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I’m home!

Lottie Harold – Geography – University of California, Los Angeles – United States

Well, it’s time for the blog I couldn’t even imagine writing when I started applying for the Go Abroad process TWO YEARS ago! As a Global Ambassador, I have been helping out at UoM’s Go Abroad fair, as well as information sessions for prospective students, and it’s great to see everyone so excited about applying and going on their year abroad! I remember sitting there, desperately wanting to get into California but trying to be realistic and telling myself it probably wouldn’t happen! Don’t be put off, APPLY!!!

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Graduation photoshoot for the Class of 2017 members of Phi Sigma Pi (they let me join in even though I wasn’t technically graduating!)

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Dendrochronology

Dendrochronology – The study of tree rings.

This is my favourite course that I have taken so far! We were out in the woods in the 2nd week of term practicing taking tree cores and analysing them to infer climatic changes. Its a small class, there is only 6 people, so its really nice, and we get to work together a lot, and have some good class discussions.

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First time taking a tree core!
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Very proud of ourselves that it actually worked!
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The best homework I have been set since I got here – Sand down the mounted tree cores so we can see the tree rings clearly.

Our final project for this class is a ‘service learning project’, which involves all 6 of us working together on a project for the US forest service to create chronologies of 40 trees at Redrocks (in the woods just next to the lake). We sampled 2 tree species, and as there was 6 of us, it only took one afternoon to collect all the samples!!

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The core of a red cedar.

For our final project we got to use the belt sander instead of sanding by hand as we had 80 cores to prepare!

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Some of our cores all sanded and ready to be analysed!

Dining Halls…

I knew the food wasn’t going to be great, but to be honest it has exceeded my expectations. Everything is laced with copious amounts of sugar and salt, nothing I eat feels ‘healthy’, or like its doing anything good for my body. I can now see why the “freshers 15” is a thing. I was speaking to my friend, who was telling me how the apples even made her fat!!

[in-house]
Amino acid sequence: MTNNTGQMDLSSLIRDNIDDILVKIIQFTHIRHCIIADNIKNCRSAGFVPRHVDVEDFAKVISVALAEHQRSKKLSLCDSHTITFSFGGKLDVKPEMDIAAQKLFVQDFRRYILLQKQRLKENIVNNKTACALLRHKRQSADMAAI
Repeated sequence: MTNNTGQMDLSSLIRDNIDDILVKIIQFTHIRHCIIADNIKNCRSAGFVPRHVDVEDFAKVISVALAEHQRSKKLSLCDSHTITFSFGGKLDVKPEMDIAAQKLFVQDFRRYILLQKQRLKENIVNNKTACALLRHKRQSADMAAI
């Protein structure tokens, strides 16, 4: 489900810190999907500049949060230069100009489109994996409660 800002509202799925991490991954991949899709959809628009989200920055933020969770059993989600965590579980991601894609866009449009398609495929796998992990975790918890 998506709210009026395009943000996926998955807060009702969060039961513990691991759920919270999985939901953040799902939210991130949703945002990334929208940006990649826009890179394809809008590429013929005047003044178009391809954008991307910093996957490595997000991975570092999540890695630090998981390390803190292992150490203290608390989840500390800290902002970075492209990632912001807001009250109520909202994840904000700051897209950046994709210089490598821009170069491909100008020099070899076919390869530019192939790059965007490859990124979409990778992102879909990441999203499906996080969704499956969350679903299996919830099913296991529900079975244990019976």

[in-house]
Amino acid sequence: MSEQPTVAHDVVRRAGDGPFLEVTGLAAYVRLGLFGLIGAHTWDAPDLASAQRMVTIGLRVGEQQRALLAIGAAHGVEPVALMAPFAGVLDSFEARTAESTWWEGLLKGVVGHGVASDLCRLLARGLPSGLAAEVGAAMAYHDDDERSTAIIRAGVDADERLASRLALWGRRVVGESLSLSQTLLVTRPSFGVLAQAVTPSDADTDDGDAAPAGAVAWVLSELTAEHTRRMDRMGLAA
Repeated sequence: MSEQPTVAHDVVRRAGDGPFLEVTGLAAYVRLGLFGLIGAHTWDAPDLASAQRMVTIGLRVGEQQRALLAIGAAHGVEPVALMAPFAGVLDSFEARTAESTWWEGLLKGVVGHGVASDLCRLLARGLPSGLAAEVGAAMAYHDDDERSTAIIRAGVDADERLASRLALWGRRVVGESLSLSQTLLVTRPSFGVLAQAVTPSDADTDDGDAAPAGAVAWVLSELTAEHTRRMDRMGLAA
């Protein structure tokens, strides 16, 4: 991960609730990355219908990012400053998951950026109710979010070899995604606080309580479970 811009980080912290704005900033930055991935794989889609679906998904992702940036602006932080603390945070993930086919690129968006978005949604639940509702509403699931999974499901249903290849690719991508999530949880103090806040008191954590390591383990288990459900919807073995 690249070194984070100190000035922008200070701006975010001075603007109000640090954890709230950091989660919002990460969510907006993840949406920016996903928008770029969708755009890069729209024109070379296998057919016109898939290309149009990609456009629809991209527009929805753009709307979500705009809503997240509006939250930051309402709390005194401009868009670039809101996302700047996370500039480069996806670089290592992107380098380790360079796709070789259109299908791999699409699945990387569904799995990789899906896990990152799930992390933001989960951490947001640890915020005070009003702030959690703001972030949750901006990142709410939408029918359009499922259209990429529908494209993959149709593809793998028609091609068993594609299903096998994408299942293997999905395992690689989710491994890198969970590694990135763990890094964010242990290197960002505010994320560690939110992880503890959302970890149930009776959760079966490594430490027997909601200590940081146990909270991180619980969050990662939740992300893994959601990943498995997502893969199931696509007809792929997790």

There isn’t a massive amount of choice, there is pasta, pizza, burgers and chips at every meal, and if we’re lucky, one other option.

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This is the amount of SUGAR left over from a plate of sweet potato fries, I have never seen sugar on chips before…

Occasionally, in one of the dining halls, there is the option to cook your own meal. I gave it a go, it was a nice break from dining hall food!

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Step 1: Get kitted up in all the required health and safety clothing – Plastic apron, gloves, hair net. Looking dashing.

 

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Step 2: Load up your bowl with all the pre-prepared ingredients for your dinner.
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Step 3: Start Cooking!! Assisted by a lovely chef, making sure we don’t give ourselves food poisoning.
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Step 4: Only slightly concerned.
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Finished product: Chicken Alfredo pasta with lots of Parmesan, YUM!

Pizza, pasta and everything in between

By Gemma Sturt, Università degli Studi di Firenze, IT

Someone once told me that there are three cornerstones to Italian culture; Food, Family and Football; and not necessarily in that order. So far in my time abroad I have found that this holds (mostly) true and so I’ve decided that this year offers the perfect opportunity to dive head first into learning about traditional & regional Italian cuisine – partly for self-immersion and to experience as much local culture as possible, and partly to finally learn how to cook…